Ohio’s Abandoned Schools Situation

A bright, red roof seems to float atop the condemned building’s ghostly aura. The windows, many of them broken, protect the desolate indoors with metal caging. A sign on the padlocked door warns trespassers to stay out.

Nearby, a lone bulldozer stands silently atop a hill, as if waiting for marching orders.

Throughout Ohio, dozens of old schoolhouses like the New Lexington Elementary School in Perry County await repurposing, remodeling or demolition.

Out with the old, in with the new

Modern, grant-funded public schools are increasingly leaving such smaller, older structures in their wake largely because schools funded through the Ohio School Facilities Commission (OSFC) come with a stipulation: the old building can no longer be used as a school.

Instead, school districts may sell them to a city to be used as administrative or other government offices, or they may be repurposed as a community center or even a church, says Ohio Department of Education’s Associate Director for Media Relations John Charlton.


Some school districts use OSFC money to simply renovate their buildings. In that case, those buildings can still be used as schools.

And though modern education calls for new technology and updated buildings, in the case of several Southeast Ohio school districts, the construction of new buildings means consolidated districts.

One example is Cambridge Local Schools, which went from seven elementary schools to three in 2003 when the schools consolidated. The merger “Dramatically lowered costs for the district,” says Superintendent Dennis Dettra.

Although Dettra acknowledges that “These buildings are not going to last what the old buildings are going to,” he emphasized the new structures’ adaptability to wiring, broadband and other technological needs.

“We can move walls around. We can change classroom sizes. We can do that relatively easy in our new building,” Dettra says. “In the old buildings you were drilling through three to four foot of brick.”

Nothing in Ohio law requires school districts to consolidate; some do it because it saves money. “It’s a local decision based on local determinance: what works best for their community,” says Chief of Media Relations for the Ohio School Facilities Commission Rick Savors. After Cambridge consolidated its schools, Dettra estimates the school saves around $150,000 every year from more efficient buildings.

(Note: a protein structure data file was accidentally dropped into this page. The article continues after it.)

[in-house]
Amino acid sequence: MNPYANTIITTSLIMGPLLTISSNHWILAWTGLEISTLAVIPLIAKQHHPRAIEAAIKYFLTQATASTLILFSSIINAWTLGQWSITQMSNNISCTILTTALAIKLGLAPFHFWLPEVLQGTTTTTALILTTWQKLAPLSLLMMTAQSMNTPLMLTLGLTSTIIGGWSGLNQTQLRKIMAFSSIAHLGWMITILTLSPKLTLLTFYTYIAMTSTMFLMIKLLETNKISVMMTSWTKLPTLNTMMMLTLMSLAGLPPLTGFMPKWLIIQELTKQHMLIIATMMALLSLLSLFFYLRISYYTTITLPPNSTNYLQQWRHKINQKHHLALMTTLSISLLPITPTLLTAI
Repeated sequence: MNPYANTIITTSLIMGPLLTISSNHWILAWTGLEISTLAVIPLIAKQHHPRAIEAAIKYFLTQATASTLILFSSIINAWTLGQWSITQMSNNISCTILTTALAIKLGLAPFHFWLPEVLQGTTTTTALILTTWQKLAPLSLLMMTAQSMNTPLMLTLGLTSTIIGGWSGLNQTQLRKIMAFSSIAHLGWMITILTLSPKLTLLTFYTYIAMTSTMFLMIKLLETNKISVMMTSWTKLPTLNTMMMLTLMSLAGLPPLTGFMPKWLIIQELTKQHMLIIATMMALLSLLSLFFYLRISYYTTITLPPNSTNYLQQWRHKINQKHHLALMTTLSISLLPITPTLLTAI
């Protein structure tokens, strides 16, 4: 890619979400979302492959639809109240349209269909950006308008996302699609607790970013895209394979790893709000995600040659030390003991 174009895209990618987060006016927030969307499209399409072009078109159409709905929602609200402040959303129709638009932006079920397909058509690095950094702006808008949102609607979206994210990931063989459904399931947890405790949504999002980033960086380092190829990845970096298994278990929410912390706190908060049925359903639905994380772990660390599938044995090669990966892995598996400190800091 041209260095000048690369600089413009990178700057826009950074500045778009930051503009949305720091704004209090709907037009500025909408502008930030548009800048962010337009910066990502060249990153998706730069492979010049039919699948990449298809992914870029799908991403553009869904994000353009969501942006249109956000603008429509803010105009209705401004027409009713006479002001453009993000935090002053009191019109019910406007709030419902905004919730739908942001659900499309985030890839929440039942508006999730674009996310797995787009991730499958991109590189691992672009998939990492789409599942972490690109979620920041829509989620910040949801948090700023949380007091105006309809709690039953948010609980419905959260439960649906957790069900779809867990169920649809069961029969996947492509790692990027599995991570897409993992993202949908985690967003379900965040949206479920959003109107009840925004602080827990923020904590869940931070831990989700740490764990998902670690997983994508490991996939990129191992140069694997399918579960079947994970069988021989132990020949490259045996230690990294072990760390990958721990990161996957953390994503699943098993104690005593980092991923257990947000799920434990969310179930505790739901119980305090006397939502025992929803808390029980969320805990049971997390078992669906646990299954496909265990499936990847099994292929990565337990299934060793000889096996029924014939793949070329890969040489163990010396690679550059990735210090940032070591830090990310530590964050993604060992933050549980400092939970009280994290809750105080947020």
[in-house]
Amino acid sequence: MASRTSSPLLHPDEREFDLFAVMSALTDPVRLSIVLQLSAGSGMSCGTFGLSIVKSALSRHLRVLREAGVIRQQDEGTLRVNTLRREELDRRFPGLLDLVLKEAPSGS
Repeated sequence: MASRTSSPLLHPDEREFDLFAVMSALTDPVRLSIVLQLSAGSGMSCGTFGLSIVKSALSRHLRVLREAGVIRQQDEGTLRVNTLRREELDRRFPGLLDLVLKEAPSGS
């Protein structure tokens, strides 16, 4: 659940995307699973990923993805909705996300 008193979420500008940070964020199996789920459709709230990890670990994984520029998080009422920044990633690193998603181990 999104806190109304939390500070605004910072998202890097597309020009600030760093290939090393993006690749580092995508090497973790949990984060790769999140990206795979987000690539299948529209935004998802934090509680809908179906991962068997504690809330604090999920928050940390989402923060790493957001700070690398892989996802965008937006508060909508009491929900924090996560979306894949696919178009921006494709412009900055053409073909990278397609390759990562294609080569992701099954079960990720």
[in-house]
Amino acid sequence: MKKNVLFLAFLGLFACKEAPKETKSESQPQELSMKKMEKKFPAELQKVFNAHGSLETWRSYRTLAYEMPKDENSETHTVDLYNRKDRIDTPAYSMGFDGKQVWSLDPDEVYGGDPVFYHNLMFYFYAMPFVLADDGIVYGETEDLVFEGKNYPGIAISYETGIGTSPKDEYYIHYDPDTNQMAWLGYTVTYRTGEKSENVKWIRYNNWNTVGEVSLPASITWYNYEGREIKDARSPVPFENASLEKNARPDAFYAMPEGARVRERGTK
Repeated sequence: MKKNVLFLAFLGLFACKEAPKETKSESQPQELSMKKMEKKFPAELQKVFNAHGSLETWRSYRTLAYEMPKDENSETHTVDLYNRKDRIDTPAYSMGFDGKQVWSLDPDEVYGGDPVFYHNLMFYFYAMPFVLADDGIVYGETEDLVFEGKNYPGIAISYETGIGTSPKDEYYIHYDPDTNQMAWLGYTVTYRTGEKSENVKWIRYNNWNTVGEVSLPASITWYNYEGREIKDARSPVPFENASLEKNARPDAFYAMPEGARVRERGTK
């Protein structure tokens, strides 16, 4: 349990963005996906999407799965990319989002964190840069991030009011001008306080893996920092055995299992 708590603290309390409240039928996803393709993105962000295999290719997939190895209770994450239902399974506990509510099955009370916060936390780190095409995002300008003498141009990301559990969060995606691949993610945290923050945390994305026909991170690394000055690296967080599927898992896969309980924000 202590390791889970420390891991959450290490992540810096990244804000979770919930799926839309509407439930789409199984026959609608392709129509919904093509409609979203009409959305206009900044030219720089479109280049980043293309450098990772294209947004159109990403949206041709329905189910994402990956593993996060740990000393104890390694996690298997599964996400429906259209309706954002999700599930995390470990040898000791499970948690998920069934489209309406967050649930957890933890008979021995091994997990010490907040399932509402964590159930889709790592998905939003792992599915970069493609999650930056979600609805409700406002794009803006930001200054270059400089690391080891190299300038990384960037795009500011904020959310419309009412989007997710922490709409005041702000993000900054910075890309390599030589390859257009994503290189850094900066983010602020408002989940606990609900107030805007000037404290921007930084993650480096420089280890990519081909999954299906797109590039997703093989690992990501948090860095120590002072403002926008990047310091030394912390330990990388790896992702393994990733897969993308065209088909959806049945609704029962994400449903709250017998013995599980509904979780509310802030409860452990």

What those modern buildings boast in function they may lack, as some argue, in aesthetics and local history.

“There’s two sides to every story and there’s two sides to this,” says director of Perry County District Library Melissa Marolt. “You want the best for the children though. That’s the bottom line.”

Calling many of those newly constructed facilities “hideous” and “utilitarian,” Aaron Turner documents the fate of Ohio schools on his website, oldohioschools.com.

“It’s always after the fact that people wish that they had taken pictures,” Turner says. Turner says he documents old school buildings for historical purposes, rather than to affect policy changes.

But “There is that subliminal message of ‘these are gone,’” he says.

Turner started his research project while obtaining his master’s degree at Bowling Green State University.

Perhaps not all of these old school buildings are doomed to dwell in obscurity. In the case of the bright red roof atop the old New Lexington Elementary School, it’s new. The owner is staying quiet about his plans are for the building, but the visible construction equipment, easily mistaken for demolition tools, mean this building will stand.

by Lucas Daprile


Southeast Ohio strives to spotlight the culture and community within our 21-county region and aims to inform, entertain and inspire readers with stories that hit close to home. Southeast Ohio is the first student-produced regional magazine in the country. Every semester, approximately 25 students enrolled in Ohio University’s E.W. Scripps School of Journalism produce an issue of the magazine, which is published in print twice a year. The staff generates story ideas, conducts interviews, writes stories and designs the magazine in only 15 weeks. The magazine has won several Regional Mark of Excellence Awards from the Society of Professional Journalists.